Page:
So this blog was triggered by a few things – some light weight and some more poignant but all of them share a common theme.
Let’s start with the fluff… I was watching “Frankie and Grace” on Netflix starring the inimitable quartet of Lily Tomlin, Jane Fonda, Martin Sheen and Sam Waterston. With a combined age of 306, these actors bring credibility to an unlikely story line. Created by TV veteran Marta Kauffman who has a stellar roster of hits under her belt including “Friends” and “Veronica’s Closet”, this show reveals that even in your 70’s the same life issues around love, sex, self esteem and hope remain a challenge and a source of brilliant comedy. The show has been commissioned for its third series and has resonated across generations giving the wonderful stars who are all in their 70’s an extended blast of career energy. Age is but a number.
On a personal basis two women close to me have turned 80 this year. One is my mum. Born in NYC, she ended up making her home in London from 1958 after falling for my Dad. She is sassy and fun – a party girl who still keeps an action-packed social life, leads Big Band evenings and volunteers as a waitress in the church coffee shop. All this despite losing her husband, her soulmate and my Dad, 15 years ago. And what a loss he was. He was 21 years older than my mum, and well meaning but ill advised friends mentioned to her when he got sick, “well you must have know this would happen when you married him”. No she didn’t. She fell in love and made a terrific life. Age was but a number. And at the age of 80 she has just ferociously negotiated her first flat purchase, dealt with all the paper work and is now making a whole new home.
The other lady is my Auntie Bette who, lucky for me, became my aunt when I got married. She and her husband Alf ran a business together and were together 24/7 for nearly 60 years. When Alf died last December none of us were sure how Bette would cope. But this elegant and strong lady has wowed us all, nailing many tough ‘firsts’, learning tai chi and just this week hosting a dinner party to mark her special birthday complete with a heartbreaking speech. Age is but a number.
My Dad was 47 when he had me. He told me that my mum and me were the best and most unexpected thing that happened to him. He was an old school gentleman, not dissimilar in looks to David Niven and an entrepreneur. He set up his last business in marketing at the age of 69 and sold it a few years later. Despite then having a serious stroke that paralysed him, he spent years working in the city of London as an enterprise advisor for young businesses. He said he’d watch people’s faces fall when they would come into the office and see an “old guy in a wheelchair” but very soon they would realise that his wit, brain and experience was sharp and beneficial. Age was but a number.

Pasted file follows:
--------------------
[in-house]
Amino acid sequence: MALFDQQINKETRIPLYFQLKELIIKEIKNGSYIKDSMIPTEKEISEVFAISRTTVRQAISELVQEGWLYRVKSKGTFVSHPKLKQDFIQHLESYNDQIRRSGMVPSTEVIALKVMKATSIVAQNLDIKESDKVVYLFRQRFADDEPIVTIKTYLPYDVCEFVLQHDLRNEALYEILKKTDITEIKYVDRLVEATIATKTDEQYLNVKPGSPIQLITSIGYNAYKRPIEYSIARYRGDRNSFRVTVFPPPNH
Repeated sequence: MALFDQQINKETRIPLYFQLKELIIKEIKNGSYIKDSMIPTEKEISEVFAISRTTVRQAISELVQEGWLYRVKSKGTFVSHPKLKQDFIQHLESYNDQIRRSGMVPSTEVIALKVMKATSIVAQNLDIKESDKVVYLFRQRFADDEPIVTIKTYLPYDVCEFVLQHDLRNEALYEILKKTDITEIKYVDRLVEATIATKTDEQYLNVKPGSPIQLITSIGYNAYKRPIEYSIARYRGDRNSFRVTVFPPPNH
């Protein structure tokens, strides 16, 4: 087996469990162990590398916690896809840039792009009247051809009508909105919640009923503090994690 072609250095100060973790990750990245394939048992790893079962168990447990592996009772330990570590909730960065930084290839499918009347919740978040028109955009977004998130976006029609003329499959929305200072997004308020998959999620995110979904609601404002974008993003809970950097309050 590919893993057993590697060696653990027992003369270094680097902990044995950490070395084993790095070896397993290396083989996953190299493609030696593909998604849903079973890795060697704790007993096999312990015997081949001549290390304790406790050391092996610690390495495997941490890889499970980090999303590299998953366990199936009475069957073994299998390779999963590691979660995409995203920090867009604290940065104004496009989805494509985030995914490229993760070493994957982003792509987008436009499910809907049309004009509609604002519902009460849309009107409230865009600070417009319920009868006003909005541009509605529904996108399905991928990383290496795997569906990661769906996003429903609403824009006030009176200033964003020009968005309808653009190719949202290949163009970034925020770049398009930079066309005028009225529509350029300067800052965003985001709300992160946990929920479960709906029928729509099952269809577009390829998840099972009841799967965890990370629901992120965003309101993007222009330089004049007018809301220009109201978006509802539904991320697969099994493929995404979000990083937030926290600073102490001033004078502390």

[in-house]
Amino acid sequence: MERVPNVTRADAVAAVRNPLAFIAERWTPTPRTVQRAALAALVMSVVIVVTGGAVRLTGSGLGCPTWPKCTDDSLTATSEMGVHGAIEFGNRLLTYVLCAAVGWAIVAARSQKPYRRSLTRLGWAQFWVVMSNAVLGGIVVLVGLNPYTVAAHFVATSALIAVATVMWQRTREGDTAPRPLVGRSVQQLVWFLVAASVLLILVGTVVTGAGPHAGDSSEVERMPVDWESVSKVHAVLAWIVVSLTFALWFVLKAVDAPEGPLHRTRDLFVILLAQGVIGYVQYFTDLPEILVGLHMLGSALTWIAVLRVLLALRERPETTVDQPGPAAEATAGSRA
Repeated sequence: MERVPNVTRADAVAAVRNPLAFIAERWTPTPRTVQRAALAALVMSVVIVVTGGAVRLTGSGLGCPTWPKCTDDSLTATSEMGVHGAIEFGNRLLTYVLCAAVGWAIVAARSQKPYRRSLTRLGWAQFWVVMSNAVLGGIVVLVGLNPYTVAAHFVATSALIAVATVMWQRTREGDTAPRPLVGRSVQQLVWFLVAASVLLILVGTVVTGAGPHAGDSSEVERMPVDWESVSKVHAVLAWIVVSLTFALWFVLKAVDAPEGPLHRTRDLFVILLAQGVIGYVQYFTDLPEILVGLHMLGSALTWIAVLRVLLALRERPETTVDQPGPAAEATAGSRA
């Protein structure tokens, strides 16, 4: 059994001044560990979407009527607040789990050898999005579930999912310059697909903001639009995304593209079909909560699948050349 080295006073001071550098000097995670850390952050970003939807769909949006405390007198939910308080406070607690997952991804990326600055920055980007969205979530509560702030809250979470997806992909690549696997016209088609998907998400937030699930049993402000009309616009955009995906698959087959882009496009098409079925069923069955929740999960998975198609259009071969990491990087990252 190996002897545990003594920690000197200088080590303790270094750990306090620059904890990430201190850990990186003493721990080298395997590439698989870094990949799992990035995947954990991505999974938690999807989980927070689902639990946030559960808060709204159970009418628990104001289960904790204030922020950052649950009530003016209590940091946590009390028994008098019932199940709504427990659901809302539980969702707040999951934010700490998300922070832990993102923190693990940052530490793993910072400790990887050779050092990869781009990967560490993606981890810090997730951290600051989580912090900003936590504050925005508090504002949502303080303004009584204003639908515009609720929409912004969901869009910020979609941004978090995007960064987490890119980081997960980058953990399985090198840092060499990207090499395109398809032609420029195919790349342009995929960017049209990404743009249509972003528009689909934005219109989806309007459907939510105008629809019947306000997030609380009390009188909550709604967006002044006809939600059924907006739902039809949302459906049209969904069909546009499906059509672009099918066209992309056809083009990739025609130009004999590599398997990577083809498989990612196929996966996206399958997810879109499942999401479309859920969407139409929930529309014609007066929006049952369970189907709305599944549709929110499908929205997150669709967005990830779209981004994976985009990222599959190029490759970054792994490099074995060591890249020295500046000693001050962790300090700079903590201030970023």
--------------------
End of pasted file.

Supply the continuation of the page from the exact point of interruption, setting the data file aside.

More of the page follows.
This week we saw the launch of Ron Howard’s documentary “The Beatles: Eight Days a Week — The Touring Years” with Paul McCartney and Ringo Starr reuniting for the launch and Yoko Ono attending along with Madonna. The Beatles continue to hold such passion and respect all these years later and these two (brown haired!) stars made widespread and celebratory media coverage. Similarly the brilliant “Exhibitionsim ” Rolling Stones installation at the Saatchi gallery was packed by all ages – their cultural impact universally resonating. Age is but a number.
So by now we know the theme of this blog. But what triggered it is that this older generation have so much to give and this age slot is only going to increase.
Those 80 or over are now only slightly more than 1 per cent of the total human population. This proportion is projected to increase almost fourfold over the next 50 years, to reach 4.1 per cent in 2050. Currently, only one country, Sweden, has more than 5 per cent in this age group. By 2050 the over-80 age group is projected to number almost 379 million worldwide, about 5.5 times as many as in 2000 (69 million persons). In 1950, persons over 80 numbered less than 14 million (source Un.org).
What bothers me is that in the worlds of tech, marketing and culture, we are inspired by and so strongly pivot towards the young. What are we missing by not embracing, learning and hearing stories from our vintage folk? I loved reading about an old people’s home in Holland that enable students to stay for free in return for spending time with inhabitants. The older generation have learned about tech and social networks and the students have lost their fear of aging and listened to stories of romance, war and priceless experience.
So age is but a number. We should embrace the opportunities that are afforded by this vibrant and rich older generation. And in the words of Sophia Loren, “ There is a fountain of youth: it is your mind, your talents, the creativity you bring to your life and the lives of people you love. When you learn to tap this source, you will truly have defeated age.”
Jackie Cooper is global chair, creative strategy.